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Bedrock for pop health success: physician buy-in

The best population health management program is built on data and supported by robust operations that can scale up to meet the organization's needs.

Susan Morse, Senior Editor

A good population health strategy requires physician engagement, C-suite involvement and the flexibility to be able to scale up to meet the organization's needs, according to Renee Broadbent, associate vice president of Population Health Information Technology and Strategy for UMass Memorial Healthcare.

Broadbent's role is to organize the data for the numerous hospitals and physician offices within the UMass system that may be located on the other end of state. Many are also in an accountable care organization. 

Only about 60 percent use the same electronic medical record, Epic, while the other 40 percent are in various EMRs.

"There are significant challenges with this," said Broadbent. 

To help push value-based care in such a diverse system, UMass Memorial created the department of Information Services and the Office of Clinical Integration to support system-level population health management functions.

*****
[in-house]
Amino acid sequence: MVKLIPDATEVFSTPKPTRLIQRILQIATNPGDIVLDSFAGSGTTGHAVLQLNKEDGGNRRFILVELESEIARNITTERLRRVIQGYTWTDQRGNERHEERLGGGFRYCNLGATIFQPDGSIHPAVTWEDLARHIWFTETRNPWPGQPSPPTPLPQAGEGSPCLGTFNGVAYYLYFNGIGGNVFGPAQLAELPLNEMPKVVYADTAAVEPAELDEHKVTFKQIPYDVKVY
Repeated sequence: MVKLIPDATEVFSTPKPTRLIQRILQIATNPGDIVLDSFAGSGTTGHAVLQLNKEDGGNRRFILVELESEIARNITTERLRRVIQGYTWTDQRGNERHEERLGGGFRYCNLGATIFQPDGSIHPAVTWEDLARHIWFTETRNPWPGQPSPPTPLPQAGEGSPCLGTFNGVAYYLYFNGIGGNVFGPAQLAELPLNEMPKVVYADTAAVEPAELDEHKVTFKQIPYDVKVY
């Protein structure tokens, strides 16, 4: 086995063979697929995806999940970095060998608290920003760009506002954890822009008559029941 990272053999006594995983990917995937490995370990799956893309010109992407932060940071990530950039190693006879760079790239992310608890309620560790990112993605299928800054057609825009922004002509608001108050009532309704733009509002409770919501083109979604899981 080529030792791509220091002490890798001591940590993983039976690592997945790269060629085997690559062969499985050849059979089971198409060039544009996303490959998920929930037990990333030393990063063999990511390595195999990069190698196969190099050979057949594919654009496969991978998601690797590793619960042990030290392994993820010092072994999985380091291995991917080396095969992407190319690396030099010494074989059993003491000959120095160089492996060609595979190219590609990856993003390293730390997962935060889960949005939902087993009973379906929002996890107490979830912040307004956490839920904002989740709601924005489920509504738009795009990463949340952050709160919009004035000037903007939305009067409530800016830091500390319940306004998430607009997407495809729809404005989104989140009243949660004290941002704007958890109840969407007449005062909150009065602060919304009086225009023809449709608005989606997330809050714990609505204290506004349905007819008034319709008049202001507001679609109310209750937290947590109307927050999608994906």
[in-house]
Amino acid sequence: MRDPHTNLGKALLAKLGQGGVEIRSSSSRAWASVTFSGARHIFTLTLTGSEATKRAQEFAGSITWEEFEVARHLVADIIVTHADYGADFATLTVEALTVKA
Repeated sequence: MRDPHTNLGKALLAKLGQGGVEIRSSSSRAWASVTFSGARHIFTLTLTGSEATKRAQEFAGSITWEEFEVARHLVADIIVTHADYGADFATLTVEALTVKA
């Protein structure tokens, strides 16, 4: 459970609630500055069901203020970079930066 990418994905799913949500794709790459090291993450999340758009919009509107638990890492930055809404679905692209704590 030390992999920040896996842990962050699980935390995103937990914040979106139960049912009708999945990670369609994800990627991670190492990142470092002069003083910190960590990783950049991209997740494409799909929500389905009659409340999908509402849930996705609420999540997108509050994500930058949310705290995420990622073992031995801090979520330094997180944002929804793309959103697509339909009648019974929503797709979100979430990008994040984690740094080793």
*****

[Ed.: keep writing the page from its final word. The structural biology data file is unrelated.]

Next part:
Broadbent has the ability to scale up the analytic engine to take and use information from, for instance, 26 different EMRs.

But to get the necessary buy-in from physicians, a cultural change is necessary, Broadbent said. Doctors may feel burned out from having to convert to an electronic medical record.

"It's because we fatigued them," Broadbent said. "We've got those who say they will take the penalty, the incentive money is not worth it. We still have a ton of work to do. It's all about trust."

To get everyone rowing in the same direction, Broadbent's multi-disciplinary team works to make physician lives easier by providing services to help them with their MIPS requirements and ACO scores.

On the other side, UMass expects physician engagement and is able to track who has opened emails on such topics as population health data identifying at-risk patients.

The cost for such a program for a health system the size of UMass, "is not insignificant," Broadbent said. "We're constantly evaluating our strategy, to support our population. One thing that I would really recommend is to make sure you have buy-in at the highest level and that you have a strategy to move in the direction of value-based care that has some flexibility."

Renee Broadbent will be speaking in the session, "Creating a population health strategy that scales," scheduled for Tuesday, March 6th, from 2:30 - 3:30 p.m. in the Venetian, Delfino 4002.

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Twitter: @SusanJMorse
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